WHAT IT'S ABOUT:
The Devil All the Time is a multi-stranded story of two serial killer lovers, a very questionable priest, a pair of orphans and a compromised sheriff who make their way through life in a backwater town in post-war America.
WHAT WE THOUGHT:
Maybe it's that the unspeakably depressing I Know This Much Is True has desensitised me to stories that deal with the darker side of humanity, but I was surprised at just how absorbed I was by the pretty messed-up The Devil All the Time. "Enjoy" is probably a strong term to describe what it feel like to watch a film that centres on bad religion, bad people, and really, really bad violence. But there is undoubtedly something powerfully magnetic about this Southern Gothic tale that makes it absorbing, rather than unbearable.
Directed by indie filmmaker, Antonio Campos, who also co-writes the script with his brother, Paulo, adapting the acclaimed 2011 novel of the same name by Donald Ray Pollock, The Devil All the Time (taken from a line in the novel: "Fighting the devil all the time") is a film all about death and God and the way the two play against each other when either or both are perverted. This may basically just be a "fire and brimstone" sermon taken to its natural conclusion, but there is something perversely captivating about a film this ruthlessly (but often discreetly) violent being this unabashedly Christian. It's like Dogma without the jokes but with better filmmaking.
The title says it all in this case but The Devil All the Time is steeped in religious imagery and religious language to the point that it outstrips even the most unashamedly proselyting "faith film" in its Christian messaging. Not that it is in any way, shape or form a "faith film" in the traditional sense – if nothing else it seems pretty agnostic about religion and God, in general – but it absolutely is a tale of divine retribution repackaged into a post-war morality tale.
Even out grotesque serial-killer lovers (a beautifully subtle Riley Keough and, out-creeping the devil himself, a rather less-than subtle Jason Clarke), coat their crimes in religious terms, while the only scenes more disturbing than the brief glimpses of the pair's crimes are those of devout but broken people desperately beseeching God for help to (seeming) deafening silence. It's a film about bad religion and whether it's coming from the Campos brothers or Pollock's novel, there's almost as much disdain for naive "God as Santa Clause" religion as there is for monsters using God as an excuse for their ghastly crimes.
Further cementing the feel of this all being something of a fable (parable? - I can never remember which is which) is the narration, which is supplied by Pollock himself. Mind you, the narration sometimes reminds me just a bit too much of a Coen brothers movie for some reason – and all due respect to Campos, I can only imagine what the Coens would do with this story – so it often feels like the film is lighter and more comedic than it is, but in this case that might not be a bad thing.
The tone of the Devil All the Time is actually one of its most intriguing features. Unlike the aforementioned I Know This Much Is True, this truly dark and twisted tale never leans into that sort of dour dreariness, opting instead for atmospheric, slightly deranged neo-noir. It's slow but if feels deliberate, rather than boring or dragged out – even at 138 minutes. As for its violence, it has flashes of some truly disturbing bloodletting but by keeping these to quick flashes rather than lingering on them, it feels both less exploitative and, weirdly, even more disturbing as Campos allows you to fill in the blanks with your own mind. Even snapshots of a near-naked Riley Keough can's distract from the carnage surrounding her.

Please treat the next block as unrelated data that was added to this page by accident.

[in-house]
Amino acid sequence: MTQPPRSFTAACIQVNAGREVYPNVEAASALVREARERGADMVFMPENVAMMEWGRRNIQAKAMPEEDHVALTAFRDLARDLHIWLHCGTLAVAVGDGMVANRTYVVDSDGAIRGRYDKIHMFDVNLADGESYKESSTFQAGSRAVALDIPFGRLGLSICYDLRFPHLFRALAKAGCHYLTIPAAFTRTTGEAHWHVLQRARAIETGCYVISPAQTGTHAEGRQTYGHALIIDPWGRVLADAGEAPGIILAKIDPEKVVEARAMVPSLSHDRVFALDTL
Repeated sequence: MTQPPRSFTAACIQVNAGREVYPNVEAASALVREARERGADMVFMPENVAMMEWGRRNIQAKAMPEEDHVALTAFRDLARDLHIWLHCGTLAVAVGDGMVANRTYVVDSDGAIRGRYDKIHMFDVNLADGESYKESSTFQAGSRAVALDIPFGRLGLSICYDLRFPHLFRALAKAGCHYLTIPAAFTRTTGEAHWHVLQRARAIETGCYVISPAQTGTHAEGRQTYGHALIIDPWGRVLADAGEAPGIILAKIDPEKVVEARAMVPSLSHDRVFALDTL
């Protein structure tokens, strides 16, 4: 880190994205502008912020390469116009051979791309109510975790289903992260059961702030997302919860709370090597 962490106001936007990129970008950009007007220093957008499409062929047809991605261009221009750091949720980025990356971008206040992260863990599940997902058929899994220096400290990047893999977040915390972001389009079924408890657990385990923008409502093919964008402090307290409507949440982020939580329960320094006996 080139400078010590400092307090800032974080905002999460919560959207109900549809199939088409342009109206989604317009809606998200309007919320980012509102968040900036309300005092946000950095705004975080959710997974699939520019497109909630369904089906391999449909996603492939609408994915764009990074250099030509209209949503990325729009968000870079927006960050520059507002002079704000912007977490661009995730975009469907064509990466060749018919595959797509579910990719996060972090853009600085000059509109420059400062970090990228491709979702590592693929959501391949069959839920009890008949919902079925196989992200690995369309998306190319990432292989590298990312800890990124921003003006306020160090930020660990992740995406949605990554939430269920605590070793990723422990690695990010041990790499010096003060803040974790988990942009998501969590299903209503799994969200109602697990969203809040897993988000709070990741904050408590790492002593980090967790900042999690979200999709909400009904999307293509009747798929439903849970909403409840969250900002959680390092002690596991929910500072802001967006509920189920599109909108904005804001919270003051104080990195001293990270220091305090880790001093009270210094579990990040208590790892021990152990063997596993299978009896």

Admittedly, this intriguing balancing act occasionally works to the film's detriment. It's blackly comedic but never actually funny; it's pulpy but not pulpy enough; it's very slightly otherworldly but just a bit too restrained to really cash in on its atmospheric settings. This makes for something that is a bit straighter and flatter than the Southern Gothic genre usually calls for, with the failure for the dark comedy to land being particularly problematic. It didn't need to be Airplane or even Thor Ragnorok, obviously, but when you have Robert Pattinson in deliciously evil form as an unholy minister, a greater willingness to sometimes embrace that same gonzo-comic atmosphere would have only improved an already very good film.
There's no need for such equivocations when it comes to the cast, though. The film plays as a showcase for a dozen or so young actors to show their range – especially for those who are in danger of being typecast by their roles in major franchises. After all, looking through the cast list, you find a Spider-Man, a twinkly vampire, a malevolent demon that sometimes takes the form of a clown, and a Winter Soldier.
There are also indie darlings – all female – like Keough, Haley Bennett and Mia Wasikowska (though she's of Alice of Wonderland fame), but aside from Jason Clarke who really just plays creepy, the entire cast delivers one exceptional performance after another. Tom Holland especially impresses as a young man haunted by his past and barrelling head-first into possible tragedy. It's also interesting that Pattinson has already spent so much time expunging the persona of Edward Cullen that he has little issue hamming it up as a key but very two-dimensional player in the film.
The Devil All the Time has received mixed reviews and it's certainly not without its flaws, but it stands out as one of Netflix’s most artistically assured and most successful original films. It's just clearly not for everyone.
WATCH THE TRAILER HERE:
WATCH IT NOW ON NETFLIX.